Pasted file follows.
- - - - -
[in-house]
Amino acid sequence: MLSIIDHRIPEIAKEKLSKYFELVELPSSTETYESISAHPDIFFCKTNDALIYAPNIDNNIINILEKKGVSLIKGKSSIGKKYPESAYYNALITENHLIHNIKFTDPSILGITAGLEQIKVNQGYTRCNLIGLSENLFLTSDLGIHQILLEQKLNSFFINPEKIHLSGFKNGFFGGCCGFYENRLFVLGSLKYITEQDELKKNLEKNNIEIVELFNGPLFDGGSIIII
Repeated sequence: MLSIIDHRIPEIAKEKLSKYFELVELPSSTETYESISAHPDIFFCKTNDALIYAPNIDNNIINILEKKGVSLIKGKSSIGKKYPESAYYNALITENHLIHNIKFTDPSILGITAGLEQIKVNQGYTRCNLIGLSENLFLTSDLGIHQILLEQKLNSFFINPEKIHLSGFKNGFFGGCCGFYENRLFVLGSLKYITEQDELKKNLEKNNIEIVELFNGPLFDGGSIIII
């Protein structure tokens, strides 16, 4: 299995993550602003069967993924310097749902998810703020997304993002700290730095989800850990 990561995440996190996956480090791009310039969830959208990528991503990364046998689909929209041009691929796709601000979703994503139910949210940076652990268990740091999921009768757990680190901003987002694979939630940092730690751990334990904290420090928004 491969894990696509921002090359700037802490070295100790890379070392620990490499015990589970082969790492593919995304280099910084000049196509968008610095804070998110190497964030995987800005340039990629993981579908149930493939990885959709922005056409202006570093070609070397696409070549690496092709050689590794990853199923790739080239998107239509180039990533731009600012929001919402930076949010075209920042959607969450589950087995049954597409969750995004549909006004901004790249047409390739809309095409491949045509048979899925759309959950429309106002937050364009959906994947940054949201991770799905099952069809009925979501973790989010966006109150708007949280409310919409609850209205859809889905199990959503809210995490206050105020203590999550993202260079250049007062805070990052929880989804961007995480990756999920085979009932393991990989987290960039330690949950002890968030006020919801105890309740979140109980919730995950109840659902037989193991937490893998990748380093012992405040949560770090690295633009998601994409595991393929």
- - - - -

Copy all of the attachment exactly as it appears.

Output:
[in-house]
Amino acid sequence: MLSIIDHRIPEIAKEKLSKYFELVELPSSTETYESISAHPDIFFCKTNDALIYAPNIDNNIINILEKKGVSLIKGKSSIGKKYPESAYYNALITENHLIHNIKFTDPSILGITAGLEQIKVNQGYTRCNLIGLSENLFLTSDLGIHQILLEQKLNSFFINPEKIHLSGFKNGFFGGCCGFYENRLFVLGSLKYITEQDELKKNLEKNNIEIVELFNGPLFDGGSIIII
Repeated sequence: MLSIIDHRIPEIAKEKLSKYFELVELPSSTETYESISAHPDIFFCKTNDALIYAPNIDNNIINILEKKGVSLIKGKSSIGKKYPESAYYNALITENHLIHNIKFTDPSILGITAGLEQIKVNQGYTRCNLIGLSENLFLTSDLGIHQILLEQKLNSFFINPEKIHLSGFKNGFFGGCCGFYENRLFVLGSLKYITEQDELKKNLEKNNIEIVELFNGPLFDGGSIIII
């Protein structure tokens, strides 16, 4: 299995993550602003069967993924310097749902998810703020997304993002700290730095989800850990 990561995440996190996956480090791009310039969830959208990528991503990364046998689909929209041009691929796709601000979703994503139910949210940076652990268990740091999921009768757990680190901003987002694979939630940092730690751990334990904290420090928004 491969894990696509921002090359700037802490070295100790890379070392620990490499015990589970082969790492593919995304280099910084000049196509968008610095804070998110190497964030995987800005340039990629993981579908149930493939990885959709922005056409202006570093070609070397696409070549690496092709050689590794990853199923790739080239998107239509180039990533731009600012929001919402930076949010075209920042959607969450589950087995049954597409969750995004549909006004901004790249047409390739809309095409491949045509048979899925759309959950429309106002937050364009959906994947940054949201991770799905099952069809009925979501973790989010966006109150708007949280409310919409609850209205859809889905199990959503809210995490206050105020203590999550993202260079250049007062805070990052929880989804961007995480990756999920085979009932393991990989987290960039330690949950002890968030006020919801105890309740979140109980919730995950109840659902037989193991937490893998990748380093012992405040949560770090690295633009998601994409595991393929």